Some gain improvements needed across the board I guess but the current curve doesn’t work whatever the issue is
Thanks for your insight in the thread, I appreciate the way things are coded etc. can have a big impact on what’s possible!
What I was trying to describe is not in the chart… I was trying to describe curve chart like this, where the top and bottom curve in an inverted ‘copy’ when using a log or exp type curve:
Volume wise this doesn’t make sense when using pots with the perception that ‘in the middle’ at 12 o’clock would be an equal amount of volume. In the chart you see that the two curves do not cross in the middle (convenient red dot left over from poor photo-shopping), they cross at about 65% which would be at 1-2 o’clock of the pot (or 10-11 o’clock). That’s what I meant with “doesn’t sound right”, when the volume is ‘balanced’ when the pot is at 2 o’clock, and not 12 o’clock from what you would expect.
Let the Qubit dev’s decide what implementation is best , at least I was not able to apply the Dipped and Constant power ones for a pot. I use Intermediate, Transition and one based on a sine function that sounds really cool in 3D rotation of the stereo field with a ‘artificial’ way of creating near and far sounds.
Ah ok, interesting! Thanks for explaining! I feel that in this case that would exacerbate the problem though - the point in which you have both sources mixed evenly would still be too quiet (as you still only have 50% of each source) but you’ve gained an exponential relationship on the knob - it’s fixing the wrong problem no? haha
This chart possibly explains my point better than I can:
Note how an intermediate curve (which has the same intersection as your curve, just earlier) has a drop in volume at the midpoint. Taking 50% of two sounds doesn’t give the same output as 100% of one, due to that exponential relationship of how we perceive volume.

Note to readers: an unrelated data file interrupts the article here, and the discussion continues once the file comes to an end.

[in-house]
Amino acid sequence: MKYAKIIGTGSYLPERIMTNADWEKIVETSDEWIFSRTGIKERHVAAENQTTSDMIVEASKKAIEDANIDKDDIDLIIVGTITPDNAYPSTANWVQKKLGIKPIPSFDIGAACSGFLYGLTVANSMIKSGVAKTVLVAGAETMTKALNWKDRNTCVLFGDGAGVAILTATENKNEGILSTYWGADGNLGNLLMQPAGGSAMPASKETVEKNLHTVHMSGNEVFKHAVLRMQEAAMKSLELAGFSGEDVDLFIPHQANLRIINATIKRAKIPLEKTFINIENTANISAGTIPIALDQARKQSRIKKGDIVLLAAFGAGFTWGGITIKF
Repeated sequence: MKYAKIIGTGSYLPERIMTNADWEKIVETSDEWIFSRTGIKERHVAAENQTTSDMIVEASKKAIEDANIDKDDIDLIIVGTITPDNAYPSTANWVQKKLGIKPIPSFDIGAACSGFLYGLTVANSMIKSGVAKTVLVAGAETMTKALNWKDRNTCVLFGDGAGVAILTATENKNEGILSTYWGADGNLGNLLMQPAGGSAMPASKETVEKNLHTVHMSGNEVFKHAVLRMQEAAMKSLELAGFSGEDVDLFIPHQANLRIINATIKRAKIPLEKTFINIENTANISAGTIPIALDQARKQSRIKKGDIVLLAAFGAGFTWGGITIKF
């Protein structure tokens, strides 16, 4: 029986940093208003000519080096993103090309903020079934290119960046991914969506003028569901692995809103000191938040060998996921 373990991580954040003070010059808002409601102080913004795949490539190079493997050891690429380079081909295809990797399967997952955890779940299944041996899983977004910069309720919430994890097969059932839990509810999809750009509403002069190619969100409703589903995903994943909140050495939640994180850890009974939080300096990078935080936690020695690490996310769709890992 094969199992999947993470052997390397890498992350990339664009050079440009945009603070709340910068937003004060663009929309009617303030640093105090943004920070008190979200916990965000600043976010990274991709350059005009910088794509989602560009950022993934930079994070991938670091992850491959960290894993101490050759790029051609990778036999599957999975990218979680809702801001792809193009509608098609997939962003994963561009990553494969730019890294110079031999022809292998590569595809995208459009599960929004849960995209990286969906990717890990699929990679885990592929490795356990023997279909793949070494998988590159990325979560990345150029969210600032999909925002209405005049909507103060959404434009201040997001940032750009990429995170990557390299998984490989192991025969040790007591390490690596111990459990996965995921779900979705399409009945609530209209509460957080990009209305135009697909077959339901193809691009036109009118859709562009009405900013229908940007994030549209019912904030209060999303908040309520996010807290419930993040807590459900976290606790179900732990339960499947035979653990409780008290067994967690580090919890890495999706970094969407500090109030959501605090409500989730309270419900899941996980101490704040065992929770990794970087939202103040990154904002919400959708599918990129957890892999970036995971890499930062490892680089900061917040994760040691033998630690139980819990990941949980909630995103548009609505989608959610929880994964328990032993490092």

So your curve’s A+B power level would be a slightly exagerated, skewed version of the intermediate curve:
I’ve had the Nautilus for a bit now and am also not loving the wet/dry behavior. Would it be possible to add “dry volume” and “wet volume” to the attenuators via Narwhal so those behave like standard volume faders? Not sure how that would/should then interact w the regular mix knob, but spose that could just be set centered, or perhaps available for an additional reassignment via Narwhal?
I think the solution would be having a “send” function as a configurable option for the Attenuverters. Dry/Wet could work the same, but you could dial in the “send” level for the wet signal, and even push it beyond the default levels.
This could be the counterpart to the Input Level function found by holding Tap and turning the Dispersal Attenuverter. This also let’s you keep the second Attenuverter for assignment/use.
Though @andrewikenberry’s initial suggestion for fade control via Narwhal is a great option, I think this has some merit for consideration as well!
(on second thought, having Tap/Feedback Attenuverter determine the Send Level might also be a viable option, and would free up both Attenuverter assignments, though having to dive under a layer of front panel functionality might not be ideal for most users)